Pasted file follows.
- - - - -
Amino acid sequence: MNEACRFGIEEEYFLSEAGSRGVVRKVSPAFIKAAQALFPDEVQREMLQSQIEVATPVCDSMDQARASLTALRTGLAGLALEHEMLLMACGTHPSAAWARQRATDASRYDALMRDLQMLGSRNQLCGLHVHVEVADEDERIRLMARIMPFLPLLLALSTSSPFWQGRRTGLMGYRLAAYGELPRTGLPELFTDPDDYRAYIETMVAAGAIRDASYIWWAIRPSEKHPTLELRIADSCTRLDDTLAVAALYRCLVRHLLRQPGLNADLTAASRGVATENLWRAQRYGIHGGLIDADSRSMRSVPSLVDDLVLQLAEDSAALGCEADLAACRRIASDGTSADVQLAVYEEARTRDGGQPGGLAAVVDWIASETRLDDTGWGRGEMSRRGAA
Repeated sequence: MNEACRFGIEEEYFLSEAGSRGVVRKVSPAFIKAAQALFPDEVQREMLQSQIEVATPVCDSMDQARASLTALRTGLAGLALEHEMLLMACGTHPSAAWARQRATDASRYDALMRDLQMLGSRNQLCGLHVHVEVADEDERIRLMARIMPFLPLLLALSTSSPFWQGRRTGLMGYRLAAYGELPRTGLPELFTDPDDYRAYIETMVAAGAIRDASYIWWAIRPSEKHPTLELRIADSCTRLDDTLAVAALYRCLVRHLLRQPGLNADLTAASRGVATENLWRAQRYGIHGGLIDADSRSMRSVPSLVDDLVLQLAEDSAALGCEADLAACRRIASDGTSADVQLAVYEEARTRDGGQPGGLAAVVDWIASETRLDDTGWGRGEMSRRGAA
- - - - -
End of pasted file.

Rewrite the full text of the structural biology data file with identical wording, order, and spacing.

Amino acid sequence: MNEACRFGIEEEYFLSEAGSRGVVRKVSPAFIKAAQALFPDEVQREMLQSQIEVATPVCDSMDQARASLTALRTGLAGLALEHEMLLMACGTHPSAAWARQRATDASRYDALMRDLQMLGSRNQLCGLHVHVEVADEDERIRLMARIMPFLPLLLALSTSSPFWQGRRTGLMGYRLAAYGELPRTGLPELFTDPDDYRAYIETMVAAGAIRDASYIWWAIRPSEKHPTLELRIADSCTRLDDTLAVAALYRCLVRHLLRQPGLNADLTAASRGVATENLWRAQRYGIHGGLIDADSRSMRSVPSLVDDLVLQLAEDSAALGCEADLAACRRIASDGTSADVQLAVYEEARTRDGGQPGGLAAVVDWIASETRLDDTGWGRGEMSRRGAA
Repeated sequence: MNEACRFGIEEEYFLSEAGSRGVVRKVSPAFIKAAQALFPDEVQREMLQSQIEVATPVCDSMDQARASLTALRTGLAGLALEHEMLLMACGTHPSAAWARQRATDASRYDALMRDLQMLGSRNQLCGLHVHVEVADEDERIRLMARIMPFLPLLLALSTSSPFWQGRRTGLMGYRLAAYGELPRTGLPELFTDPDDYRAYIETMVAAGAIRDASYIWWAIRPSEKHPTLELRIADSCTRLDDTLAVAALYRCLVRHLLRQPGLNADLTAASRGVATENLWRAQRYGIHGGLIDADSRSMRSVPSLVDDLVLQLAEDSAALGCEADLAACRRIASDGTSADVQLAVYEEARTRDGGQPGGLAAVVDWIASETRLDDTGWGRGEMSRRGAA